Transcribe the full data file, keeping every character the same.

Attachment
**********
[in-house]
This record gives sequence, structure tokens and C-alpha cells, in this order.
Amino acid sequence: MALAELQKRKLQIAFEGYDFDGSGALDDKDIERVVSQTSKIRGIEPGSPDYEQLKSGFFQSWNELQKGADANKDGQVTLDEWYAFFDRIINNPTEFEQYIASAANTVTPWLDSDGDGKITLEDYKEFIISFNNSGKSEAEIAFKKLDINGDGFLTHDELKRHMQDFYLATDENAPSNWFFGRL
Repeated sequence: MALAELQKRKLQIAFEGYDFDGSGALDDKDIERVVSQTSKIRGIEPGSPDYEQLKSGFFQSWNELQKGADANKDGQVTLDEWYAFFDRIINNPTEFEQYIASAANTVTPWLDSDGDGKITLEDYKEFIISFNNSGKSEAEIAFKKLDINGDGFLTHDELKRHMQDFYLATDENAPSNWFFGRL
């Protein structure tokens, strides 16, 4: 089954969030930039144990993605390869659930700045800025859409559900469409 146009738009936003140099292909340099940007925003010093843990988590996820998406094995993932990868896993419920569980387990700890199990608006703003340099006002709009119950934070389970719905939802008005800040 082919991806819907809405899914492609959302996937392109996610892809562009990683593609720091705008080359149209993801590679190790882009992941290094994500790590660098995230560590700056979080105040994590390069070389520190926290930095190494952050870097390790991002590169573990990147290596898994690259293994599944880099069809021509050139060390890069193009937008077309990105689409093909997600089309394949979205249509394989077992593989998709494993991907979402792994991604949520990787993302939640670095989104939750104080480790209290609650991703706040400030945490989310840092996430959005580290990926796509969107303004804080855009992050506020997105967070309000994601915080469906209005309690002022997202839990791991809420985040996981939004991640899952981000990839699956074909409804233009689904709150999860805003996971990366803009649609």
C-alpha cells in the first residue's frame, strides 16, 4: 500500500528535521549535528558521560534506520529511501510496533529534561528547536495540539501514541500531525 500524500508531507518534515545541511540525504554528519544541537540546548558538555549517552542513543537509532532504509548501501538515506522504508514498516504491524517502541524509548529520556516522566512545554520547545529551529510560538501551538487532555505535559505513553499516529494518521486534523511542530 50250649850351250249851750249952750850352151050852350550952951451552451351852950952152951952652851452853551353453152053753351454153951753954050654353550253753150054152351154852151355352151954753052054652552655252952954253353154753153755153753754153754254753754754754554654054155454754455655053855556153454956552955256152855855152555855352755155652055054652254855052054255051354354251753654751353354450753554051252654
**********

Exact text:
[in-house]
This record gives sequence, structure tokens and C-alpha cells, in this order.
Amino acid sequence: MALAELQKRKLQIAFEGYDFDGSGALDDKDIERVVSQTSKIRGIEPGSPDYEQLKSGFFQSWNELQKGADANKDGQVTLDEWYAFFDRIINNPTEFEQYIASAANTVTPWLDSDGDGKITLEDYKEFIISFNNSGKSEAEIAFKKLDINGDGFLTHDELKRHMQDFYLATDENAPSNWFFGRL
Repeated sequence: MALAELQKRKLQIAFEGYDFDGSGALDDKDIERVVSQTSKIRGIEPGSPDYEQLKSGFFQSWNELQKGADANKDGQVTLDEWYAFFDRIINNPTEFEQYIASAANTVTPWLDSDGDGKITLEDYKEFIISFNNSGKSEAEIAFKKLDINGDGFLTHDELKRHMQDFYLATDENAPSNWFFGRL
């Protein structure tokens, strides 16, 4: 089954969030930039144990993605390869659930700045800025859409559900469409 146009738009936003140099292909340099940007925003010093843990988590996820998406094995993932990868896993419920569980387990700890199990608006703003340099006002709009119950934070389970719905939802008005800040 082919991806819907809405899914492609959302996937392109996610892809562009990683593609720091705008080359149209993801590679190790882009992941290094994500790590660098995230560590700056979080105040994590390069070389520190926290930095190494952050870097390790991002590169573990990147290596898994690259293994599944880099069809021509050139060390890069193009937008077309990105689409093909997600089309394949979205249509394989077992593989998709494993991907979402792994991604949520990787993302939640670095989104939750104080480790209290609650991703706040400030945490989310840092996430959005580290990926796509969107303004804080855009992050506020997105967070309000994601915080469906209005309690002022997202839990791991809420985040996981939004991640899952981000990839699956074909409804233009689904709150999860805003996971990366803009649609």
C-alpha cells in the first residue's frame, strides 16, 4: 500500500528535521549535528558521560534506520529511501510496533529534561528547536495540539501514541500531525 500524500508531507518534515545541511540525504554528519544541537540546548558538555549517552542513543537509532532504509548501501538515506522504508514498516504491524517502541524509548529520556516522566512545554520547545529551529510560538501551538487532555505535559505513553499516529494518521486534523511542530 50250649850351250249851750249952750850352151050852350550952951451552451351852950952152951952652851452853551353453152053753351454153951753954050654353550253753150054152351154852151355352151954753052054652552655252952954253353154753153755153753754153754254753754754754554654054155454754455655053855556153454956552955256152855855152555855352755155652055054652254855052054255051354354251753654751353354450753554051252654